Good Feet, Stubborn Grump!
But things were not perfect, in fact, this past week with Merlin had been kinda rough. I told Dave I started graining Merlin, giving him some sweet feed in the morning since I was worried at his age (19) and his amount of everyday physical work, told him I thought the horse could use the extra calories. Dave is too polite to say anything that contradicts an owner's statement, unless you ask. I took his lack of comment for disapproval, and was right. Dave kindly explained that most sweet feed was nothing more than sugar. I would see energy, alright, but maybe not the kind I wanted. He then offered some more mild feed suggestions if I felt inclined to grain my horse. Turned out, Dave was absolutely right. Just one week on sugar and Merlin was a totally different animal in cart and saddle, and not in the way I wanted.
Merlin and I have a lot in common, a whole lot. But the thing that we both have stamped on our souls is a streak of determined stubbornness. When Merlin doesn't want to do something, he just doesn't. And when I want to do something, I just do. Both of us are certain as angry gods and don't give the tiniest shit what anyone else thinks about it. So, when Merlin was hitched up in a cart and about to trot up an easy, dirt road, he just stopped. Stopped. A thousand pounds of nope. He didn't want to do it, would not step forward, and instead headed into a farmer's field to our right. After half an hour of circling, backing up, and refusing to give in to his hissy fit, I won that argument. We trotted up the hill and he was back to normal. All it took was zero quit and a lot of gentle patience. I can thank Dave for that.
I have learned how Merlin presses my buttons. He knows he out weighs me, he know's he is the mightier beast, but he also has to deal with the fact that out of all the predators known to his kind, only human beings can talk to horses. And I don't mean actually talk, I mean communicate with an equine the way horses communicate with each other. Using a halter and a plastic bag on a stick I can do astounding things with a horse. Dave taught me some fundamentals of Natural Horsemanship, and it has done wonders. I can make him move his feet and that matters! Moving each other is something dominant horses do to lesser ones. We all know dogs have a pack order, but so do mares and geldings. When I show Merlin over and over again that I can move his feet (be it on the ground, saddle, or cart) he eventually sighs, snorts, and farts and does what I ask. It just takes a lot of dance steps and a total removal of frustration (which I am working on).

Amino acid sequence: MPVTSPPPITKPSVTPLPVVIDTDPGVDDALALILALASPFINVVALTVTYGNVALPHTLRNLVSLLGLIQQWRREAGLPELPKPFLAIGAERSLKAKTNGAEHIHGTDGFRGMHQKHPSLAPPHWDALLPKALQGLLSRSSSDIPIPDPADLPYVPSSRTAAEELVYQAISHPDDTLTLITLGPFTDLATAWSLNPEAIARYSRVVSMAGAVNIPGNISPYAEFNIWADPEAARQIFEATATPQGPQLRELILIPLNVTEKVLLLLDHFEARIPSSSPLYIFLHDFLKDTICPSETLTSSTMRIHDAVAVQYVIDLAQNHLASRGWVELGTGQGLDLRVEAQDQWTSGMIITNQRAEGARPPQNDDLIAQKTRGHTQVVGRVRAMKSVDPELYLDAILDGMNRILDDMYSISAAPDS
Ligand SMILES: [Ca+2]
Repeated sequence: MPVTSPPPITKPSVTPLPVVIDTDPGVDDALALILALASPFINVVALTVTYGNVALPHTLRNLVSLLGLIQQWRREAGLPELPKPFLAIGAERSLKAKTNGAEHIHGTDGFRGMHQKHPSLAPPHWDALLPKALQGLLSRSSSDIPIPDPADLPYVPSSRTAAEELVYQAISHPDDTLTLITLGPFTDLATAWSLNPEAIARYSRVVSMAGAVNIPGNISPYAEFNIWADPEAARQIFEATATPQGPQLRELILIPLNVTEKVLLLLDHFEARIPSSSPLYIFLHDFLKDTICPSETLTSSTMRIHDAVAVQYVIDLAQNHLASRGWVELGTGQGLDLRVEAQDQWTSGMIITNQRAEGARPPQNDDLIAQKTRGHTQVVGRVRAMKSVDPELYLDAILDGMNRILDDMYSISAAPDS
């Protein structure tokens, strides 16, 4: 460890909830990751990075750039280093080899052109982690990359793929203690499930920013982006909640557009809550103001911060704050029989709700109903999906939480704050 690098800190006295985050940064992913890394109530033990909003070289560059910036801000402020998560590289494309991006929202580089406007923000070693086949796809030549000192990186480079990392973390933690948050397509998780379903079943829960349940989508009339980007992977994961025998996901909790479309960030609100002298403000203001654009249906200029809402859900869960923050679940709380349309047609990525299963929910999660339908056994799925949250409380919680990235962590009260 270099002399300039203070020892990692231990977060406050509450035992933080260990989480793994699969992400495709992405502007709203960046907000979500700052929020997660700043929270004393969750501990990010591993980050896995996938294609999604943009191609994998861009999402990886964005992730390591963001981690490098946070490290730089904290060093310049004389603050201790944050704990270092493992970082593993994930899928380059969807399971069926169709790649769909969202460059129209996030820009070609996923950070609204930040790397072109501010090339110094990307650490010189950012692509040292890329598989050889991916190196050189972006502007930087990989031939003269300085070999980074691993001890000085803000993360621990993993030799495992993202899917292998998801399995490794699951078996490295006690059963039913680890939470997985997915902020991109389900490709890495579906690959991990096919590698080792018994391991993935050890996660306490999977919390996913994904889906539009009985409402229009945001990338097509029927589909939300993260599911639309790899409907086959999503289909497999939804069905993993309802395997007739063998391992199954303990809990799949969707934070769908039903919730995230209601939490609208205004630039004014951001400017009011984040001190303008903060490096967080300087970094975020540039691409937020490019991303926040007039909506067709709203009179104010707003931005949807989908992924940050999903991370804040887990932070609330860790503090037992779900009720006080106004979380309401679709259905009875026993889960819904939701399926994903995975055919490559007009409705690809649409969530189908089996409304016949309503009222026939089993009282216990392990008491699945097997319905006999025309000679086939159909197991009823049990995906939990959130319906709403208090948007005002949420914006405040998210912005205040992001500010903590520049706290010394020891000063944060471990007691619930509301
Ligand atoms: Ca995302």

I think his week of sweet feed was too much. He is usually solid as a piece of granite and predictable in the saddle, but three times since he was grained his attitude went back to testing me after months of being totally okay. Yesterday it took 15 minutes to get up onto the trailhead we have ridden a thousand times. The day before in the cart it took us a half hour to get up a hillside. Once I win the argument all goes back to normal, but starting any work seems to be met with some serious butting of heads. I blame our natural vice: sugar.
What do you guys do with your stubborn horse friends when they don't feel like doing what you ask? For me it is a lot of deep breathes, ground work, circles, and fuss. I make it so the easiest and most comfortable option is to just do what I asked in the first place. So, for example: I want him to trot down the road and he won't budge, I have him trot in a circle and then release his head and praise him when he just goes forward like I asked. There is no crop, no kicking, no yelling. Just the simple lack of annoyance when he does what I ask instead of being made to work harder standing his ground. But I know some folks have different methods, or get off and go back to ground matters, or might not have a Dave around to help? So share your horse stories - acts of patience over stubborn grumps appreciated!